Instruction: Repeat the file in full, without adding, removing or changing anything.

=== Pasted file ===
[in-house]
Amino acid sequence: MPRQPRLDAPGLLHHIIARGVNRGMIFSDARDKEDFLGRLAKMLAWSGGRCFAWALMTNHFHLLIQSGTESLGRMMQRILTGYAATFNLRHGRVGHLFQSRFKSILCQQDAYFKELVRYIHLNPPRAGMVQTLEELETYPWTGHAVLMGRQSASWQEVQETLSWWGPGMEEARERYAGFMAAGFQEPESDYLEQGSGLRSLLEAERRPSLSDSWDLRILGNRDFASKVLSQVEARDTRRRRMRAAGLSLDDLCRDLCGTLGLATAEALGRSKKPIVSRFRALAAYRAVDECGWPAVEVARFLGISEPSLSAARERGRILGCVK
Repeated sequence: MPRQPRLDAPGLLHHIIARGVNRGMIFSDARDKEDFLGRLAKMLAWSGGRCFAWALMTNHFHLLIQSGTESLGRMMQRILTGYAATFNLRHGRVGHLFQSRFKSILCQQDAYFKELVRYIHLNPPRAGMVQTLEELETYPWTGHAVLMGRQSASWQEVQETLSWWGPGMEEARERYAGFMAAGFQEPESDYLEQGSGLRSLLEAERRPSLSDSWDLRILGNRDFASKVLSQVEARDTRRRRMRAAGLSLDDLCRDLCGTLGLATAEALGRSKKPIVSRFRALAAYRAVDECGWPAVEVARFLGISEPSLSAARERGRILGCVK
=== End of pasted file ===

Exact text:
[in-house]
Amino acid sequence: MPRQPRLDAPGLLHHIIARGVNRGMIFSDARDKEDFLGRLAKMLAWSGGRCFAWALMTNHFHLLIQSGTESLGRMMQRILTGYAATFNLRHGRVGHLFQSRFKSILCQQDAYFKELVRYIHLNPPRAGMVQTLEELETYPWTGHAVLMGRQSASWQEVQETLSWWGPGMEEARERYAGFMAAGFQEPESDYLEQGSGLRSLLEAERRPSLSDSWDLRILGNRDFASKVLSQVEARDTRRRRMRAAGLSLDDLCRDLCGTLGLATAEALGRSKKPIVSRFRALAAYRAVDECGWPAVEVARFLGISEPSLSAARERGRILGCVK
Repeated sequence: MPRQPRLDAPGLLHHIIARGVNRGMIFSDARDKEDFLGRLAKMLAWSGGRCFAWALMTNHFHLLIQSGTESLGRMMQRILTGYAATFNLRHGRVGHLFQSRFKSILCQQDAYFKELVRYIHLNPPRAGMVQTLEELETYPWTGHAVLMGRQSASWQEVQETLSWWGPGMEEARERYAGFMAAGFQEPESDYLEQGSGLRSLLEAERRPSLSDSWDLRILGNRDFASKVLSQVEARDTRRRRMRAAGLSLDDLCRDLCGTLGLATAEALGRSKKPIVSRFRALAAYRAVDECGWPAVEVARFLGISEPSLSAARERGRILGCVK